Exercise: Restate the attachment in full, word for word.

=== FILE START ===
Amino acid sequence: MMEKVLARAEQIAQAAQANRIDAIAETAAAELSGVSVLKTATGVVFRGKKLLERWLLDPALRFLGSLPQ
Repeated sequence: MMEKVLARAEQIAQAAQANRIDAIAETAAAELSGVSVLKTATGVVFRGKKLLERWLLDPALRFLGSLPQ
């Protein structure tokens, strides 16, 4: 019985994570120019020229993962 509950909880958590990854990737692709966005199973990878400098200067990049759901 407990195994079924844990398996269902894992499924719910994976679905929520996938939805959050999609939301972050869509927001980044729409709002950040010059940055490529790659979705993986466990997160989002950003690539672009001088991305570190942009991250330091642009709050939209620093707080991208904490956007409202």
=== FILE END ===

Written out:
Amino acid sequence: MMEKVLARAEQIAQAAQANRIDAIAETAAAELSGVSVLKTATGVVFRGKKLLERWLLDPALRFLGSLPQ
Repeated sequence: MMEKVLARAEQIAQAAQANRIDAIAETAAAELSGVSVLKTATGVVFRGKKLLERWLLDPALRFLGSLPQ
């Protein structure tokens, strides 16, 4: 019985994570120019020229993962 509950909880958590990854990737692709966005199973990878400098200067990049759901 407990195994079924844990398996269902894992499924719910994976679905929520996938939805959050999609939301972050869509927001980044729409709002950040010059940055490529790659979705993986466990997160989002950003690539672009001088991305570190942009991250330091642009709050939209620093707080991208904490956007409202």